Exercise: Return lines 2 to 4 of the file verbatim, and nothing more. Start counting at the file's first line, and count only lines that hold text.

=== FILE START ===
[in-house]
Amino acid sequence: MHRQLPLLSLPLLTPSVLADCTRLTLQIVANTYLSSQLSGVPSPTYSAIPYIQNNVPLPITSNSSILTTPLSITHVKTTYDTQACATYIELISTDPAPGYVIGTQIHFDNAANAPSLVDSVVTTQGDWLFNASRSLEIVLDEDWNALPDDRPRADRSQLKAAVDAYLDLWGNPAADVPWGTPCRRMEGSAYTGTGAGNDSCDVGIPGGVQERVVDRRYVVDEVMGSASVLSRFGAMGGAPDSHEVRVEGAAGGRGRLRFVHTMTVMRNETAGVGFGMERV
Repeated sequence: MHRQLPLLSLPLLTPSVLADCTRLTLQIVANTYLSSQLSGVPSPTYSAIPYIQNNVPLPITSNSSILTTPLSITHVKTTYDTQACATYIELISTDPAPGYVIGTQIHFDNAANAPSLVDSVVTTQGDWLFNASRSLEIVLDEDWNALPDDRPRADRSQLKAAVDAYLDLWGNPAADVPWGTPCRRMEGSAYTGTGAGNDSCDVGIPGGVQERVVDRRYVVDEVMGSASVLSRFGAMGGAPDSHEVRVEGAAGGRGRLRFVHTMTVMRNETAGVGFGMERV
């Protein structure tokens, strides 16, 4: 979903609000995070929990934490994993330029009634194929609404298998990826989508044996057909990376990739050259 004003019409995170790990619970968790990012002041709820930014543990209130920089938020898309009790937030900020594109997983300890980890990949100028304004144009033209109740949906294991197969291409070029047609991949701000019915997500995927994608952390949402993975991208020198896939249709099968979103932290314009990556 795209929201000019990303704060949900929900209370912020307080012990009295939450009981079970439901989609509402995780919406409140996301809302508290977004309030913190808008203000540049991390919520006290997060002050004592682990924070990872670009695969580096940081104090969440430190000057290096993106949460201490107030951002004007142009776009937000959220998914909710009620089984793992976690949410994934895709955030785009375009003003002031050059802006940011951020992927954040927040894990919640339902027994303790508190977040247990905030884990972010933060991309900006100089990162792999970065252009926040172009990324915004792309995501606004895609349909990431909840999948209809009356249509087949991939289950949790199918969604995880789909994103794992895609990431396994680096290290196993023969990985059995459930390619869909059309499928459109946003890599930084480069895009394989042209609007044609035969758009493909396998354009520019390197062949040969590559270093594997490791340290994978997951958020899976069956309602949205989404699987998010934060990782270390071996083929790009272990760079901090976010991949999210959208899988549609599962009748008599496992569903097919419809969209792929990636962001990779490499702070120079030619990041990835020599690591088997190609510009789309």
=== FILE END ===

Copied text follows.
Amino acid sequence: MHRQLPLLSLPLLTPSVLADCTRLTLQIVANTYLSSQLSGVPSPTYSAIPYIQNNVPLPITSNSSILTTPLSITHVKTTYDTQACATYIELISTDPAPGYVIGTQIHFDNAANAPSLVDSVVTTQGDWLFNASRSLEIVLDEDWNALPDDRPRADRSQLKAAVDAYLDLWGNPAADVPWGTPCRRMEGSAYTGTGAGNDSCDVGIPGGVQERVVDRRYVVDEVMGSASVLSRFGAMGGAPDSHEVRVEGAAGGRGRLRFVHTMTVMRNETAGVGFGMERV
Repeated sequence: MHRQLPLLSLPLLTPSVLADCTRLTLQIVANTYLSSQLSGVPSPTYSAIPYIQNNVPLPITSNSSILTTPLSITHVKTTYDTQACATYIELISTDPAPGYVIGTQIHFDNAANAPSLVDSVVTTQGDWLFNASRSLEIVLDEDWNALPDDRPRADRSQLKAAVDAYLDLWGNPAADVPWGTPCRRMEGSAYTGTGAGNDSCDVGIPGGVQERVVDRRYVVDEVMGSASVLSRFGAMGGAPDSHEVRVEGAAGGRGRLRFVHTMTVMRNETAGVGFGMERV
């Protein structure tokens, strides 16, 4: 979903609000995070929990934490994993330029009634194929609404298998990826989508044996057909990376990739050259 004003019409995170790990619970968790990012002041709820930014543990209130920089938020898309009790937030900020594109997983300890980890990949100028304004144009033209109740949906294991197969291409070029047609991949701000019915997500995927994608952390949402993975991208020198896939249709099968979103932290314009990556 795209929201000019990303704060949900929900209370912020307080012990009295939450009981079970439901989609509402995780919406409140996301809302508290977004309030913190808008203000540049991390919520006290997060002050004592682990924070990872670009695969580096940081104090969440430190000057290096993106949460201490107030951002004007142009776009937000959220998914909710009620089984793992976690949410994934895709955030785009375009003003002031050059802006940011951020992927954040927040894990919640339902027994303790508190977040247990905030884990972010933060991309900006100089990162792999970065252009926040172009990324915004792309995501606004895609349909990431909840999948209809009356249509087949991939289950949790199918969604995880789909994103794992895609990431396994680096290290196993023969990985059995459930390619869909059309499928459109946003890599930084480069895009394989042209609007044609035969758009493909396998354009520019390197062949040969590559270093594997490791340290994978997951958020899976069956309602949205989404699987998010934060990782270390071996083929790009272990760079901090976010991949999210959208899988549609599962009748008599496992569903097919419809969209792929990636962001990779490499702070120079030619990041990835020599690591088997190609510009789309």